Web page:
There has been no public outcry or a rallying of the troops to support this woman who played such a strong hand to defend her bodily integrity and human rights when most would have conceded to the pressures. In fact, rather than the sound of supporting voices, the loudest noise has been the feverish tapping on keyboards and smartphones as boards, forums and social media have lit up with other women condemning this new mother for daring to question her medical advice, calling her a reckless, selfish, stupid, dangerous, incense-burning hippy who deserves to have her child taken from her.

Rather than an outpouring of sympathy for a woman who felt she knew her own body and her baby best, many believe that the medical opinion was sacrosanct and beyond reproach and therefore the court should have ruled that she be subject to a forced Caesarean. By all accounts, the majority of the female online community have judged that the pregnant woman was fully entitled to bodily integrity and to make decisions about her body and her baby, just as long as they were the “correct’ decisions as deemed by her doctor.

Is seems that as a nation we are happy to accept that there is only one truth to birth and that is the medical system’s truth. Rather than question the policy practices of the Irish maternity system, which prioritises managing as many women through the system as it can, as fast as it can, over the health and wellbeing of mothers and their babies, we are happy to accept routine interventions which often directly lead to complications and traumatic birth experiences with long term health consequences, both physical and psychological.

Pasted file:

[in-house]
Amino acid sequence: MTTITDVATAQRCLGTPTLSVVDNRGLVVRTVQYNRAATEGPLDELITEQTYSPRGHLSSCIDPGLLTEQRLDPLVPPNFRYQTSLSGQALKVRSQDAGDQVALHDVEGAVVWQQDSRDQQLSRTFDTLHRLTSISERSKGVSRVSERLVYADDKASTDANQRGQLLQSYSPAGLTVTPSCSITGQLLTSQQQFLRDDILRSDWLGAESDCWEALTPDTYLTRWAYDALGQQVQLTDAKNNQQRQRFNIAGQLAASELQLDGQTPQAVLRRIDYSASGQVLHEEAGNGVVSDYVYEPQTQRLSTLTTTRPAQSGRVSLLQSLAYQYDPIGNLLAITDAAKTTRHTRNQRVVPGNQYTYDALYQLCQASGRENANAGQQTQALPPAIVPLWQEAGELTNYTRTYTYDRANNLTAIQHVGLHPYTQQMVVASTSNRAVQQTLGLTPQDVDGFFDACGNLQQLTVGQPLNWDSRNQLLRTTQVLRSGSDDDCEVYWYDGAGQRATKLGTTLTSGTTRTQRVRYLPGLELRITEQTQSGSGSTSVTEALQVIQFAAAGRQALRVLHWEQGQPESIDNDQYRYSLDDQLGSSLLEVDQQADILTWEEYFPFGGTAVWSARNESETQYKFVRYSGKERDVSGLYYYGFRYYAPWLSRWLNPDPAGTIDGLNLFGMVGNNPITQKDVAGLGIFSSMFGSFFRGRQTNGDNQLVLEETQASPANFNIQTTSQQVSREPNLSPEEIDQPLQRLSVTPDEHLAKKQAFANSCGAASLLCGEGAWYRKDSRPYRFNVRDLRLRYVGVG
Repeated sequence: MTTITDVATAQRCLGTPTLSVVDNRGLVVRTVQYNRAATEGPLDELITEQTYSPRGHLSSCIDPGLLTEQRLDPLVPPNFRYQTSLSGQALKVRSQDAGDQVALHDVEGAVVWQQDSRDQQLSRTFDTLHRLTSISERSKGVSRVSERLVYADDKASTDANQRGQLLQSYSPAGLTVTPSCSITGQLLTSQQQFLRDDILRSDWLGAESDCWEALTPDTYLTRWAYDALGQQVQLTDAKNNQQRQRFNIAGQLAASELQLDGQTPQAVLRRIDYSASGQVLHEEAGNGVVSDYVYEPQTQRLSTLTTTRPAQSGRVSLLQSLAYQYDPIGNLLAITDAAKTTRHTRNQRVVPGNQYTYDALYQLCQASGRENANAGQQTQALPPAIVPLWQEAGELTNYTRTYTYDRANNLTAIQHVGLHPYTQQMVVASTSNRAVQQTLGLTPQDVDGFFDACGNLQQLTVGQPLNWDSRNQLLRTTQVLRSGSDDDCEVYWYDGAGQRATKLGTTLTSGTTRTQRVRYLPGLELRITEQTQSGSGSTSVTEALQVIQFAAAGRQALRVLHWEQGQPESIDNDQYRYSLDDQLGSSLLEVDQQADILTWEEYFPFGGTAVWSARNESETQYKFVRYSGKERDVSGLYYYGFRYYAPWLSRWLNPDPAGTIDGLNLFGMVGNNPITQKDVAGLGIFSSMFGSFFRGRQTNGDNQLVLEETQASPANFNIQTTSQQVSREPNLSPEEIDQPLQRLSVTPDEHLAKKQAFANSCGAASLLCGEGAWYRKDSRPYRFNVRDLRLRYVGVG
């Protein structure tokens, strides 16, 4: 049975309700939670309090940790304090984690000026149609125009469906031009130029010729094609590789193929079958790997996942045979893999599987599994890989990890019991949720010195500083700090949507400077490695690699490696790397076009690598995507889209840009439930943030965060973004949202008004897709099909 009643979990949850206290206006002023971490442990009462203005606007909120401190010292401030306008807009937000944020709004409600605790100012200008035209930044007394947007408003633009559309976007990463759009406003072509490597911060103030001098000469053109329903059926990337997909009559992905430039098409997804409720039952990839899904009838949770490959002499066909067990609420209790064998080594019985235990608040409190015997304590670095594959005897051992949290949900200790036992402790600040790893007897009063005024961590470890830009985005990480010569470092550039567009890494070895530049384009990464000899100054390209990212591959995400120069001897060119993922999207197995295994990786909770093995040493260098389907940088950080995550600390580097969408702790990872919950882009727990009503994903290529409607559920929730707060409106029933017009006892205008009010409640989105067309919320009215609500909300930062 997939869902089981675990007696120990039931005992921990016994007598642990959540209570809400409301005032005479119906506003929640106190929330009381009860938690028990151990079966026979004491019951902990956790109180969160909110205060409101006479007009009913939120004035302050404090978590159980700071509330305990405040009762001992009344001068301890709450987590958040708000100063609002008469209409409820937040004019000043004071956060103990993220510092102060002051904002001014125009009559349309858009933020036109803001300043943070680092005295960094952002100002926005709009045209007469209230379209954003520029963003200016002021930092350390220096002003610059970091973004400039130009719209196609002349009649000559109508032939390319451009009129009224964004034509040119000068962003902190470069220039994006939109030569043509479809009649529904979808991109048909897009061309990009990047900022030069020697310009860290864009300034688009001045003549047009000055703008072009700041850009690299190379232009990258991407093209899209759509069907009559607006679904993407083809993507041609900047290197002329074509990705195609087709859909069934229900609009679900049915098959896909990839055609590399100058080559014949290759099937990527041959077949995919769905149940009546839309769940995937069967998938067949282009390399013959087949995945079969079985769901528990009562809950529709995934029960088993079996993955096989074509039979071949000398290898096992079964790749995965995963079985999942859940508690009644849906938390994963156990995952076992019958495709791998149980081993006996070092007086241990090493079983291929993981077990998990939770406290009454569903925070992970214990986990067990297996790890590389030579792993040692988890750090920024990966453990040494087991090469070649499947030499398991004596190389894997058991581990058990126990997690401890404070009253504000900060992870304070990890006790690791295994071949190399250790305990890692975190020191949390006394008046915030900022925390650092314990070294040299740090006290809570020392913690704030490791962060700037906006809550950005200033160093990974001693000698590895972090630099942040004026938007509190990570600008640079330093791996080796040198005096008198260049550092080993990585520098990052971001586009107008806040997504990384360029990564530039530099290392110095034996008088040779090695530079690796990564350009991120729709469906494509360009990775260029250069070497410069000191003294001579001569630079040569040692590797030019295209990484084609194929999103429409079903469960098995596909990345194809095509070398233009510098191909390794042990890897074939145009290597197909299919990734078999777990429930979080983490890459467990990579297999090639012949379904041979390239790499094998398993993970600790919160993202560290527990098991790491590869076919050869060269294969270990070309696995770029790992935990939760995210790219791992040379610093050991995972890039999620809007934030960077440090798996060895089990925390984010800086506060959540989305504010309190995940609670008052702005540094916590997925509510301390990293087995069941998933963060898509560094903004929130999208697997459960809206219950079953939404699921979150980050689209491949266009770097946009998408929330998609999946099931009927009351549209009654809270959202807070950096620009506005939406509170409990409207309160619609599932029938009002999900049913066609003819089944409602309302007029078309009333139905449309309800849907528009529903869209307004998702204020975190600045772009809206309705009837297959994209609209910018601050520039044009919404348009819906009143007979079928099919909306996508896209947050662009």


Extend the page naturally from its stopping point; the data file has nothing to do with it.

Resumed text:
We have a birth culture in Ireland where women accept that their birth process can be decided on by a medical practitioner. Hospitals dictate when a woman’s labour starts, how is starts, and whether its going fast enough according to a one-size-fits-all policy. Inductions convenient to hospital diaries, but not to a woman whose body simply isn’t quite ready to give birth yet, often fail leading to Caesarean sections that could have been completely avoided if the woman had been given a few extra days for her body to be ready to give birth.

Women already in labour who are deemed not to be progressing sufficiently fast enough to hospital policy, although their body is going at a pace that is working for both mother and baby, have their labour speeded up which can lead to both maternal and foetal distress. Episiotomies, surgically planned incisions of the perineum, are often performed without seeking a woman’s consent and in some cases in spite of her refusal. There is a time and a place for all of these interventions where they are positive and useful tools in successful birth outcomes. The issue is that they have become standard practice without medical indication.

In recent years a whole industry has developed around dealing with the fall out of women’s – and babies – negative birth experiences. Traumatic birth counsellors with expertise in post natal depression and post traumatic stress disorder, cranio-sacral osteopaths, women’s health physiotherapists and perineal specialists are part of mainstream healthcare. These practitioners provide a necessary and important service but surely there are questions to be asked about why so many women and their babies will require these services in the first instance?

Why is it that when the vast majority of pregnancies in Ireland are considered low risk, do we have such a high incidence of intervention and medicalised birth? Why do we accept that giving birth is something horrific that has to be endured as long as we end up with a healthy mother and baby? Who decides what the definition of healthy is? It would appear that we set that standard as simply still being alive, and to hell with the immediate and long term consequences of trauma caused by a medical interventionalist model. It is a low bar.